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Rheumatoid Arthritis



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Rheumatoid Arthritis and Long Chain Omega-3 Polyunsaturates

    The first double blind clinical trial to report a positive outcome in omega-3  supplementation studies in RA patients appeared in 1985. Kremer(1985)  reported in the Lancet that rheumatoid arthritis patients showed less morning stiffness, fewer painful and swollen joints after 12 weeks on 10g of Maxepa fish oil daily (3.6g w-3). The same author went on to complete a series of related studies (Kremer,1987; Kremer,1988; Kremer,1990; Kremer 1995)  all of which showed much the same thing, i.e. that when rheumatoid arthritis (RA)  patients supplemented their diets with 3-5g of w-3 daily, (equivalent to 10-20mls of fish oil) for  12 weeks  or more, their arthritic symptoms improved.

Since that first paper, other research groups have explored the impact of fish oils on RA, and all have found more or less the same result, that the pain, stiffness and inflammation of RA is reduced when the long chain omega-3 polyunsaturates are added to the diet.

Belch reported in 1988 that rheumatoid arthritis patients treated with a mixture of  fish oil and evening primrose oil (omega-3 polyunsaturates 0.4g/d  and omega-6 5g/d polyunsaturates) for 12 months showed significantly lower use of non-steroidal anti-inflammatory  drug (NSAID) usage. After stopping the supplementation, painkiller usage remained at a low level for a further 12 weeks in the group receiving the fish oil, before rising to pre-trial levels.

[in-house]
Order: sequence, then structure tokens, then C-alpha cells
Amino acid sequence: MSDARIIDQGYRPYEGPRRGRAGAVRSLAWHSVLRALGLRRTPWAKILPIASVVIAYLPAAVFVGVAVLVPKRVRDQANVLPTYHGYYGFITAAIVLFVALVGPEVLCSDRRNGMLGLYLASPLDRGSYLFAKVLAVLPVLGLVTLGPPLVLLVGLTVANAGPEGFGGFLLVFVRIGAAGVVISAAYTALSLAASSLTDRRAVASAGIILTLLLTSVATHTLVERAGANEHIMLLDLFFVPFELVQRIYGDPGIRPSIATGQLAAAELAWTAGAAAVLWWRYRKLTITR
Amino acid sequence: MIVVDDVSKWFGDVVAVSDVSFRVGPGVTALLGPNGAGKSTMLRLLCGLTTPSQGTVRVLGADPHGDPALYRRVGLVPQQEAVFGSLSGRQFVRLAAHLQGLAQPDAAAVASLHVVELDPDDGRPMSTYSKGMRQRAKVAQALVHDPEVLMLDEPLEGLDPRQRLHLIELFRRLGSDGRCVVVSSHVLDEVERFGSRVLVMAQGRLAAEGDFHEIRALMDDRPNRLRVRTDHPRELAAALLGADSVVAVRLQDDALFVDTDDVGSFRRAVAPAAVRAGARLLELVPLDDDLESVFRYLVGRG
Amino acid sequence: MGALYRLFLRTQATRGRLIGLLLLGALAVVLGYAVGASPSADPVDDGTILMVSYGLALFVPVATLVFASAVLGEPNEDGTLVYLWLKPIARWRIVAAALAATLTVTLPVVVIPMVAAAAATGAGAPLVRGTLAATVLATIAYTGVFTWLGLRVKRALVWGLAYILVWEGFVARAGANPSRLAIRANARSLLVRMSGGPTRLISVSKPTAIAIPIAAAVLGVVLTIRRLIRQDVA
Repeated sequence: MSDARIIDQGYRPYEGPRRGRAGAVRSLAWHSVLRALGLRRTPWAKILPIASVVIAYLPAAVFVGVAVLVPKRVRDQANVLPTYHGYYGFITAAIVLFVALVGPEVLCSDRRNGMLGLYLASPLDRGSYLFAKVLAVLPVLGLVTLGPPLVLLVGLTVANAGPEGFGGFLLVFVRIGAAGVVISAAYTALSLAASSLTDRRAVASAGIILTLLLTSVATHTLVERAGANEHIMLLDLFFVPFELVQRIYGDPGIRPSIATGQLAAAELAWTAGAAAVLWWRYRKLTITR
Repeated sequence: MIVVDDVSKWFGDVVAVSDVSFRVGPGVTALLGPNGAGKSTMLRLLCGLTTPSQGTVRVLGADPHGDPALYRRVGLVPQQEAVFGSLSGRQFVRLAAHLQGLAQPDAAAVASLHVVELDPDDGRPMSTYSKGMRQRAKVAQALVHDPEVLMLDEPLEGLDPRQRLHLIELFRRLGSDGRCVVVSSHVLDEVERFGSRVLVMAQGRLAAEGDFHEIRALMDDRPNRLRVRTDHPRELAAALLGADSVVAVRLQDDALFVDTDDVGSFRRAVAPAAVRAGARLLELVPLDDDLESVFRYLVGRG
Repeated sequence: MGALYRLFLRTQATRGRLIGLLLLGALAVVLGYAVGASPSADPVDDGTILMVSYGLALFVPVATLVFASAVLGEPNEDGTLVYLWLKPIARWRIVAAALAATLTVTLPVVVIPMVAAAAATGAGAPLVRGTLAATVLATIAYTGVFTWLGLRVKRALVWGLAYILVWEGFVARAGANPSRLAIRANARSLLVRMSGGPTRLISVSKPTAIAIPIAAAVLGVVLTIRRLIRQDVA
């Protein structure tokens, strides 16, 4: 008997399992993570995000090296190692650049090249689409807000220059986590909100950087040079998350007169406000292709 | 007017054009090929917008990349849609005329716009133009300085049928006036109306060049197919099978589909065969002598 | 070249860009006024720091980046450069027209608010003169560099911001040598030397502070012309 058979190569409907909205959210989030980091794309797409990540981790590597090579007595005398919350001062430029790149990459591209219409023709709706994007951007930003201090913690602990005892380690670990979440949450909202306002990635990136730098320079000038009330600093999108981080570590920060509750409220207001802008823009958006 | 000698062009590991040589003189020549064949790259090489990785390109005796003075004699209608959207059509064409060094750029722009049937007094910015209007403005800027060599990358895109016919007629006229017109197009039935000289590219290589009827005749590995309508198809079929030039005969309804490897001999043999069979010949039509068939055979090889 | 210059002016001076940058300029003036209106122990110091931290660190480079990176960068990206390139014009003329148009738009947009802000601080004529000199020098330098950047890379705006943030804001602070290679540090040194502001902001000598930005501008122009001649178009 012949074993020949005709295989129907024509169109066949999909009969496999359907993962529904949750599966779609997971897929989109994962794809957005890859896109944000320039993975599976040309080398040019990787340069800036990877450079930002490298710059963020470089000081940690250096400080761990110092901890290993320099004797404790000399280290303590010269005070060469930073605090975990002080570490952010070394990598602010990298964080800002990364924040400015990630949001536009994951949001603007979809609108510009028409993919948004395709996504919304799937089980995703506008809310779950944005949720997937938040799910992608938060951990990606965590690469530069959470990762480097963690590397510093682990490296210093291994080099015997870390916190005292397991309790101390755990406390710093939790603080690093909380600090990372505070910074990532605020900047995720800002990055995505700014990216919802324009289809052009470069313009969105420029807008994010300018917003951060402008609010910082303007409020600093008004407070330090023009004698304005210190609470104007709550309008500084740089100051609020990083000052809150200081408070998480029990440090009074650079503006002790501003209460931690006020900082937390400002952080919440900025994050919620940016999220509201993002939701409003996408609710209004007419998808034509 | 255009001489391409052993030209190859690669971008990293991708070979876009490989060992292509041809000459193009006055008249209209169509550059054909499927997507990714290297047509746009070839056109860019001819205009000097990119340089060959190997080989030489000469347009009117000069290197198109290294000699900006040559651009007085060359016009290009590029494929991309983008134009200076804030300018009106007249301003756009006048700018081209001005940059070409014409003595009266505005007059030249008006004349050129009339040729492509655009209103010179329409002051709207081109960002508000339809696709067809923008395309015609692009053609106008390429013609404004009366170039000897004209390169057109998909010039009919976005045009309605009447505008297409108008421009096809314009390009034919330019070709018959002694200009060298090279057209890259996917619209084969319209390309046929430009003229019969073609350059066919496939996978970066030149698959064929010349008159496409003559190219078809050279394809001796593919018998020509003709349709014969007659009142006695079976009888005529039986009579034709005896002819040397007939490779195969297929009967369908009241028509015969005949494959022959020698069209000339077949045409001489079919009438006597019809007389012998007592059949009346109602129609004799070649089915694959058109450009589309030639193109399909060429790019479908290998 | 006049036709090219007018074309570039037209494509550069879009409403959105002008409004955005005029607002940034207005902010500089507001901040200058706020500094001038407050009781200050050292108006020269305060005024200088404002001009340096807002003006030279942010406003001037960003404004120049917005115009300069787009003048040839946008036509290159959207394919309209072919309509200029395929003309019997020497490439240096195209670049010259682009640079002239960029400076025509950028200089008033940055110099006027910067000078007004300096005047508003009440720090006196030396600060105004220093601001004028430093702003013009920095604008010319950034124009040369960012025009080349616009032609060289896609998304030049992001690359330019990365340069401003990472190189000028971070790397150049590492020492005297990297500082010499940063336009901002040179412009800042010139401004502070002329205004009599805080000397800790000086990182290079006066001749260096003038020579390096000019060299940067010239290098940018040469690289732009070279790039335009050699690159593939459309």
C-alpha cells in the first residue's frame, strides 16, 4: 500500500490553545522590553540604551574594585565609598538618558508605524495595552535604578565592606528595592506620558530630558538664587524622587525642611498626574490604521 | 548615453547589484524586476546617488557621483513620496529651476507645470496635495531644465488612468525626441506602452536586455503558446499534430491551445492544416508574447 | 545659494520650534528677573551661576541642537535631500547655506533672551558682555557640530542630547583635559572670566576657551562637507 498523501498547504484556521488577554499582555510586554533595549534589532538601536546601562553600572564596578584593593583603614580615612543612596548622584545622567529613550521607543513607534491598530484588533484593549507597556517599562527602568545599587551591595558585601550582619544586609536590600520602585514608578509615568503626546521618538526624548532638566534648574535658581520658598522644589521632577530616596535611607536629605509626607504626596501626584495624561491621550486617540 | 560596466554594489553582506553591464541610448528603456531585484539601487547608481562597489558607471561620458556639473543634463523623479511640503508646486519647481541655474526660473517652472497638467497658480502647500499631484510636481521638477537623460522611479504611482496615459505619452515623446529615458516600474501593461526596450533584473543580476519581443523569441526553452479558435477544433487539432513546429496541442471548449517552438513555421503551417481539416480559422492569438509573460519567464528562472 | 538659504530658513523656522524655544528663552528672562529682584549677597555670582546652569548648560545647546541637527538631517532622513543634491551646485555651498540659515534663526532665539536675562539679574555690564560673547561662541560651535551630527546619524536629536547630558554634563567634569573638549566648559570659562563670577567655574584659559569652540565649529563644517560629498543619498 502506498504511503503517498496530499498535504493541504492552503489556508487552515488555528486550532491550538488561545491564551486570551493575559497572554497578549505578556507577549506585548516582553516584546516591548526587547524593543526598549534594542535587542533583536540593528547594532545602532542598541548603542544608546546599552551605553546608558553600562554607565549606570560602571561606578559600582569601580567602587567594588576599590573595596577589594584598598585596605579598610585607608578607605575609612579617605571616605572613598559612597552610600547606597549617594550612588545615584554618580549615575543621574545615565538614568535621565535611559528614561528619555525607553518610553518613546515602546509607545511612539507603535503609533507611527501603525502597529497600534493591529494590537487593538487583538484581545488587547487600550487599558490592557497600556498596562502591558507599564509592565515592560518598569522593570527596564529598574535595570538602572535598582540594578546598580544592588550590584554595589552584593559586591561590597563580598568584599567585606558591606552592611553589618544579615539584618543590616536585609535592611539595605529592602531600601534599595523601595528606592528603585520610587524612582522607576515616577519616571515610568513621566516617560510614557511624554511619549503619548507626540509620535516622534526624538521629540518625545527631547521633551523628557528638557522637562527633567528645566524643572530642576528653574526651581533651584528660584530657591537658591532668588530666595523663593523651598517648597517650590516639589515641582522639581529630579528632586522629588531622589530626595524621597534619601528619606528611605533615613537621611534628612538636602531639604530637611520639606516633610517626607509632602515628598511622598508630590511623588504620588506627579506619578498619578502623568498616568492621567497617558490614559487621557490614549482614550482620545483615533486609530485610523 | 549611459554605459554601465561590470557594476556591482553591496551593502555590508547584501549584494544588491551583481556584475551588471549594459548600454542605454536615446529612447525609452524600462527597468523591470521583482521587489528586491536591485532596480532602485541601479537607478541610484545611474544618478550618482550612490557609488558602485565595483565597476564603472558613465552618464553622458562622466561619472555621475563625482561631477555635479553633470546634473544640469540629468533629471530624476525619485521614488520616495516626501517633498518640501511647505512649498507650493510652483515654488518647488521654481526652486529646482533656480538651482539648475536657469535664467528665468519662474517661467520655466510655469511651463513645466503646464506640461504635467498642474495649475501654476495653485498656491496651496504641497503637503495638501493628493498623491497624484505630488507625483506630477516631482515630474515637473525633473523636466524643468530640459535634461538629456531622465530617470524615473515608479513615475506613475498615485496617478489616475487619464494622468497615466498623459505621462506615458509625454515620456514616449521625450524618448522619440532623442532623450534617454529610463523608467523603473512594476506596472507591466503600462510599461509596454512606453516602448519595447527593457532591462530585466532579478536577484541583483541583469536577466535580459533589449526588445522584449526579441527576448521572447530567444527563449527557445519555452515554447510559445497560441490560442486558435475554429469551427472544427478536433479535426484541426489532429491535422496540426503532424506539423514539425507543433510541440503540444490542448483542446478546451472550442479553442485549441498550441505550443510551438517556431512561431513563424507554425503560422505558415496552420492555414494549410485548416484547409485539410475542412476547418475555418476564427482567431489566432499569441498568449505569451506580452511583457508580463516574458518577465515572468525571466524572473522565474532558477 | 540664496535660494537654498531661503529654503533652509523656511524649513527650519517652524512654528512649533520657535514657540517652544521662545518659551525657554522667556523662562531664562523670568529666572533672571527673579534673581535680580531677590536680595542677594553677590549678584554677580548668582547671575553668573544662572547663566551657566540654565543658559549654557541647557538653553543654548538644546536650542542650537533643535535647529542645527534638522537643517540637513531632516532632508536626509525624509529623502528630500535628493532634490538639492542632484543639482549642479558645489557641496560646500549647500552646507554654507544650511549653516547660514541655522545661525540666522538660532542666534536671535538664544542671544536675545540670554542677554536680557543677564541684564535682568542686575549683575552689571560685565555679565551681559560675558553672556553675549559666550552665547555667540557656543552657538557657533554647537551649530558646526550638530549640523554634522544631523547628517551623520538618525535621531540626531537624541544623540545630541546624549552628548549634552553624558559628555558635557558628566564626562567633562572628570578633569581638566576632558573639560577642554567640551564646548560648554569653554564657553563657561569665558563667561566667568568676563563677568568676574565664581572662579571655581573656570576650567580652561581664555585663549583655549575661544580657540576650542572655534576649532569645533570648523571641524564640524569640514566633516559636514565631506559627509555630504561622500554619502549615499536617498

The same year, Cleland reported their data from a group of 60 RA patients taking 18 fish oil  capsules daily (6.5g w-3) in a double blind trial. They found  a significant drop in the number of tender joints, an increase in grip strength, and  biochemical changes in the w-3 group which were consistent with a lower level of disease activity. The placebo (olive oil) group showed no such changes. 

    The more interesting feature of this paper is that the authors were able to demonstrate a significantly  lower level of an inflammatory substance in the treated patients  compared to those on olive oil. This substance, known as leukotriene LTB4 is a well known cause of inflammatory symptoms, and is thought to be a part of the mechanism which operates in RA, though why it should be elevated is not yet known.

Lower levels of LTB4 were also found in a trial reported by van der Tempel and colleagues in 1980.

In the intervening years  many published studies have appeared  which confirm the results found by Kremer, Belch and Cleland. 

Tulleken et al,1990,  Magaro(1988), Magaro(1992)Lau et al,1993, Lau et al,1995,  and Sperling et al (1997), have all confirmed the original  work. Das(1991)  has systematically reviewed much of the advances in understanding the role of the polyunsaturates in inflammatory conditions such as rheumatoid arthritis.


To sum up, there is no doubt that having long chain omega-3 polyunsaturates in the diet helps to "damp down" the pain, swelling, tenderness and stiffness of joints affected by rheumatoid arthritis.  At the same time, it is necessary to recognise that on their own, the omega-3's  cannot be  considered a cure for every person affected by  rheumatoid arthritis. As part of a treatment regime involving diet and lifestyle, as well as orthodox and perhaps complimentary therapies,  the omega-3 polyunsaturates  offer significant  help in permitting sufferers  to regain some degree of normality. The evidence also shows that usage of potentially damaging pain-killers can be significantly reduced. 


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